Not so yesterday. I feared that, at noontime on a weekday with most folks home from work, I'd run upstairs to the weight floor to find the joint jammed with bleary-eyed Thanksgiving binge victims expiating their guilt one curl at a time (of course, in the squat rack). I'd brought my iPod just in case I had to call an audible and burn 30 minutes on a piece of aerobic equipment while the scrum upstairs emptied out, though my schedule had Friday as a weight-training day, and I prefer to hold to the schedule if at all possible.

But I was lucky; the many cars in the parking lot belonged to the folks populating the treadmills and trainers, not the Cybex or Hammer Strength machines upstairs . . . and what few folks were busying themselves with their muscles were nowhere near the squat rack. Perfect.

November was a spotty month for me. I hit a low in job satisfaction, and also caught a cold, both of which screwed up my gym attendance, nutrition, and weight loss. But I found my footing again this last weekend, and thus far I'd been putting up good numbers. Even when your ass is dragging, I've found, if you can just keep going back to the gym for a couple of down days, it'll be a lot easier to get fully back into a program when your health returns or a dark mood passes. (And exercise is itself a fine antidepressant.) The squat is the foundation of the routine I do (the 5x5 beginner's routine), and after stalling out at 45 lb. of plates on the bar (for a total of 90 lb.), I'd been feeling strong enough to continue the advancement.

This week was fantastic. I broke through the 45-lb. weight to do five sets of five with 50 lb. on Monday. I ate more carefully and got more and better sleep. Wednesday morning, I entered the century club by adding 55 lb. to the 45-lb. bar, with which I was again able to hit the specified five sets of five reps. The kicker was yesterday, when, despite the Thursday binge, I racked up 60 lb., and still managed to complete final set with good form, albeit quite slowly. Even though I hit a temporary wall on the bench press later that day, I was still happy to have inched forward with the foundation exercise of the Stronglifts routine. Not sure if I can exceed that on Monday, but I'll have had two rest days to heal and prepare. So cross your fingers.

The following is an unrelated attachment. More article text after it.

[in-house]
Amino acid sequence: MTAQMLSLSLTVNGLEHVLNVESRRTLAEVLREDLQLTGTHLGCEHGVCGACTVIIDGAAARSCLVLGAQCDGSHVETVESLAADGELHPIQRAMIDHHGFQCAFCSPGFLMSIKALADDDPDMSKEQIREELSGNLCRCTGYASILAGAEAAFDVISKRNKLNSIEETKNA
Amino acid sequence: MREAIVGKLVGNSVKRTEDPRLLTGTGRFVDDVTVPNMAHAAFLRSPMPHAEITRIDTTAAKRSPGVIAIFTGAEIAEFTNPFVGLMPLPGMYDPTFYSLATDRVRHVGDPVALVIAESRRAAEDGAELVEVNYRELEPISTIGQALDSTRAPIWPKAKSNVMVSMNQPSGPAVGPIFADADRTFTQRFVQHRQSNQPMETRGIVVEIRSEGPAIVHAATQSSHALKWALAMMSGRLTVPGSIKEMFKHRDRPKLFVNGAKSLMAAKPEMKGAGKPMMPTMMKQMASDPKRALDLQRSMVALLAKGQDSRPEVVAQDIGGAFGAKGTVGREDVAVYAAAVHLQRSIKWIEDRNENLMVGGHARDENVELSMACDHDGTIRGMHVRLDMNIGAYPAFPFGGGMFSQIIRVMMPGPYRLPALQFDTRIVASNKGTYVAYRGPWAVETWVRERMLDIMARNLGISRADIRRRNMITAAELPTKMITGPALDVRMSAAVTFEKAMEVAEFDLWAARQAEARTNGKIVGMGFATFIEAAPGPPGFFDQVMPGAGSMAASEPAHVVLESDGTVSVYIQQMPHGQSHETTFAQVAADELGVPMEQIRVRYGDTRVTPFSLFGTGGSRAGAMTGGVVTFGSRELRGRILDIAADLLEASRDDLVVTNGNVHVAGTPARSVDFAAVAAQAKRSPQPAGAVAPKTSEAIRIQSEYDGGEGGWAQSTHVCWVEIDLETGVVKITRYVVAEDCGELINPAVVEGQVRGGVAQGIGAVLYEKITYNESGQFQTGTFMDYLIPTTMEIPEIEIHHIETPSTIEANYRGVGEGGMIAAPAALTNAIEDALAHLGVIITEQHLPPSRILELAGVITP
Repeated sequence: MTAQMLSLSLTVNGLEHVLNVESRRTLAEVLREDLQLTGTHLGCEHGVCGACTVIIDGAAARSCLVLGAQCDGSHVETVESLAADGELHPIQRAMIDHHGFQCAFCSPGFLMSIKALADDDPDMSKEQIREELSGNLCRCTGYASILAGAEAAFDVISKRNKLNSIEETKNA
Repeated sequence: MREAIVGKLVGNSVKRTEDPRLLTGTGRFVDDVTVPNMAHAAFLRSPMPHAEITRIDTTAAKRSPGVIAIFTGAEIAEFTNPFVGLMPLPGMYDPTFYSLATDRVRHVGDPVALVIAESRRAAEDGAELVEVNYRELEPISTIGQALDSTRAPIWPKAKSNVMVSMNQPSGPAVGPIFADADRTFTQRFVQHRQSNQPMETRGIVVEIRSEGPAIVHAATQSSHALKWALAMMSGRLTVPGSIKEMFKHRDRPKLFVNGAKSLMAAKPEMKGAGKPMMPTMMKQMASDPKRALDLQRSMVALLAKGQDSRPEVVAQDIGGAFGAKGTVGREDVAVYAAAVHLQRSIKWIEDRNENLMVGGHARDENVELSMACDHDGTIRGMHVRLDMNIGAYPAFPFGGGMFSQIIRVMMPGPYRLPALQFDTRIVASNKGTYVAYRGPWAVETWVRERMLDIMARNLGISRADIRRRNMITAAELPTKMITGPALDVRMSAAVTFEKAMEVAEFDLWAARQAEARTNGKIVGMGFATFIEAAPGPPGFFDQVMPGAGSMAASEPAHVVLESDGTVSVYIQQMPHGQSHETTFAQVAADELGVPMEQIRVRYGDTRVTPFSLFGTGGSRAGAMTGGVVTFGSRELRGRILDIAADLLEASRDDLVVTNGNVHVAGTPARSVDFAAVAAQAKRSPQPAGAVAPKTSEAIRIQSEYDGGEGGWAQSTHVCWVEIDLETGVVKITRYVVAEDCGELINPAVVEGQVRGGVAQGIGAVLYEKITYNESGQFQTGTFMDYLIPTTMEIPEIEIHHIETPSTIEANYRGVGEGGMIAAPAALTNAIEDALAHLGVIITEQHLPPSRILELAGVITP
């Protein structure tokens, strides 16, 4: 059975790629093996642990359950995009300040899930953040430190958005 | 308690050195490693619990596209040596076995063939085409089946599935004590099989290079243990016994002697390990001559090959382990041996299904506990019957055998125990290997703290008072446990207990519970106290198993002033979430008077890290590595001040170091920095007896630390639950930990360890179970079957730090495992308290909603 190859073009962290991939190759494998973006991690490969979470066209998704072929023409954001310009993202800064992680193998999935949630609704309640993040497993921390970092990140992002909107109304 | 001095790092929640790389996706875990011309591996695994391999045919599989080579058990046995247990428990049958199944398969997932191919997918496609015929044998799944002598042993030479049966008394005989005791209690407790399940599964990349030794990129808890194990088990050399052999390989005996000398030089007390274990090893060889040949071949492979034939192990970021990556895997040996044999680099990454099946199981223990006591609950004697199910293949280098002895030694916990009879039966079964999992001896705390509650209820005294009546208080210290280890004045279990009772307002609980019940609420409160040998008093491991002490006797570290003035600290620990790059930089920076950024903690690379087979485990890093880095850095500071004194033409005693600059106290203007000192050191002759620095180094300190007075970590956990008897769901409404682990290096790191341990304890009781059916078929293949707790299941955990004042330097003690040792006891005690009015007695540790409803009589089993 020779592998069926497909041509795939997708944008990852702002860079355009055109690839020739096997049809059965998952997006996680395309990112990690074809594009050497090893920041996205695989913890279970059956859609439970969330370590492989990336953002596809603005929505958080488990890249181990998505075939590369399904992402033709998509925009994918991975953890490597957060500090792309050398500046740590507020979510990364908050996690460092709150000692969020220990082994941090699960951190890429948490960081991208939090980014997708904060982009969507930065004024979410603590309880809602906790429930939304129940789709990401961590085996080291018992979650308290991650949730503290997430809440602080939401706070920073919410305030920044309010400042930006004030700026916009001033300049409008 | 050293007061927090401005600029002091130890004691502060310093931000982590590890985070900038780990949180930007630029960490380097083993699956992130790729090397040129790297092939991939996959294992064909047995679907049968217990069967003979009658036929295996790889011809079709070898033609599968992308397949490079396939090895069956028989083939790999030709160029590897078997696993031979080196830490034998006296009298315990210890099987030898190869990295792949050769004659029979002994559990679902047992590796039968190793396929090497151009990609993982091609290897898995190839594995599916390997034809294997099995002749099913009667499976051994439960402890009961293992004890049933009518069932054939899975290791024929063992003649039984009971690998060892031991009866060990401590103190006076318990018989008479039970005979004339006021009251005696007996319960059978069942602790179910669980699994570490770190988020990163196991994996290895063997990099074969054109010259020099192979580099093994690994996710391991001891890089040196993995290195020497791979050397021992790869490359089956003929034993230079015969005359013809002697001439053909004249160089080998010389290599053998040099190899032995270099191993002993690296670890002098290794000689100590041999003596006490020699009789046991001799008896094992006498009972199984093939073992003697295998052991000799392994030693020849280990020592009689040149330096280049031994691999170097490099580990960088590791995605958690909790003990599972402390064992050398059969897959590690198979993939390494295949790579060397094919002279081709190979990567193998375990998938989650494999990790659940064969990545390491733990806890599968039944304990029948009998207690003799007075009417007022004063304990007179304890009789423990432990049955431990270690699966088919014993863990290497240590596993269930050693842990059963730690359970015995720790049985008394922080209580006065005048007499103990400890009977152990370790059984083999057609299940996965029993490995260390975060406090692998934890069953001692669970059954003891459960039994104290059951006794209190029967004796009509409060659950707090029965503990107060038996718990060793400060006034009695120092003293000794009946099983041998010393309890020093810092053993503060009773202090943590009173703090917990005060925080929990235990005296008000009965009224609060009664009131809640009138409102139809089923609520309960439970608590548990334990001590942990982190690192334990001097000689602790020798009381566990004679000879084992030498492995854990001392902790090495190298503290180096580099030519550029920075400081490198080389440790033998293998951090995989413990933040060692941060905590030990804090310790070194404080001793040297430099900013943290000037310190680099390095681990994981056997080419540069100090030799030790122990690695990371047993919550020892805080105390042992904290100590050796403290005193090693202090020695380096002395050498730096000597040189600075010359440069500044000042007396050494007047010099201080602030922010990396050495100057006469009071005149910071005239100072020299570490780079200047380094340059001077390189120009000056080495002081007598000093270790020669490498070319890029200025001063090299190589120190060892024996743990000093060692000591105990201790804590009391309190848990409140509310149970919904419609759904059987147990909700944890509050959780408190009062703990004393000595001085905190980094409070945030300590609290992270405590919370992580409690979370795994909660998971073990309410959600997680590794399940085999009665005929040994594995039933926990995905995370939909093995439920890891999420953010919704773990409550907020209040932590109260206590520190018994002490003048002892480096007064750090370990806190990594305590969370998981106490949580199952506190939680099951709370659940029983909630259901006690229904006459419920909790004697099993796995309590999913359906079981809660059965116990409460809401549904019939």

I returned to my parents' house for dinner that night, but I didn't go anywhere near a mall. I used to go out on Black Fridays. Not anymore. I don't need anything like that level of stress. People go feral that day and are best handled at the length of a cattle prod. Nothing I might need isn't already available elsewhere, either within walking distance of my apartment, or via the Web. Aside from the short trips to the gym and my parents' place, I put few miles on the car, or on my mental odometer.

Today, I've got a list of items I can find at local strip malls or grocery stores, rather than the mega-palaces of commerce straining at their rivets in Paramus. These are mostly things I need for the party next weekend: a nice scented soap, a few extra Pottery Barn mugs f0r my caffeine-craving guests, a couple of the giftcards I'll need for the grab bag I always have at the affair, and the envelopes in which I'll place 'em. I can even dodge the parking problem, because one of these places is within walking distance of my workplace, so I can stash the car and tromp down to the stores without jockeying with folks over spots. Insane.

That's how things stand as we cruise toward noon on Saturday, as a clear blue sky filters through the evergreens outside my window, and retailers gnaw the nails from their fingers hoping for sales salvation this weekend. I may venture over to the gym for a bit of treadmill and college football, before ticking off some more to-do's from the party prep list. A haircut would also be a good idea, which would take me no further than crossing the street outside that selfsame window. Other than that, and a bundle of leftovers awaiting me in the fridge, I plan to take the second half of this weekend at a delightfully slow pace.

Sunday, November 23, 2008

The Street Finds Its Own Uses for Things

WILLIAM GIBSON'S SUMMARY APHORISM of the cyberpunk ethic is proven to be true in the present with each passing day. News has filtered down, from the rustling pages of academe to the popular media, that athletes are experimenting with that Maginot Line of flagging virility, Viagra, to boost performance in other places than the sack. Because the drug relaxes blood vessels and thus permits enhanced blood flow, athletes reason that this will allow more oxygenated blood to reach muscles — a boon when competing far above sea level.

Some in the world of competitive sport never stop trying to find the performance magic bullet, no matter how small the effect, preferably an undetectable one, and sometimes one that's actually safe to take. Viagra originated as a solution to pulmonary hypertension, but its mode of action — via nitric oxide on blood vessels — is not restricted to the lungs. (Just ask Bob Dole or Ron Jeremy.) Over-the-counter nutritional supplements have used nitric oxide to increase blood flow to muscles for some time, presumably in subclinical doses relative to a Viagra pill.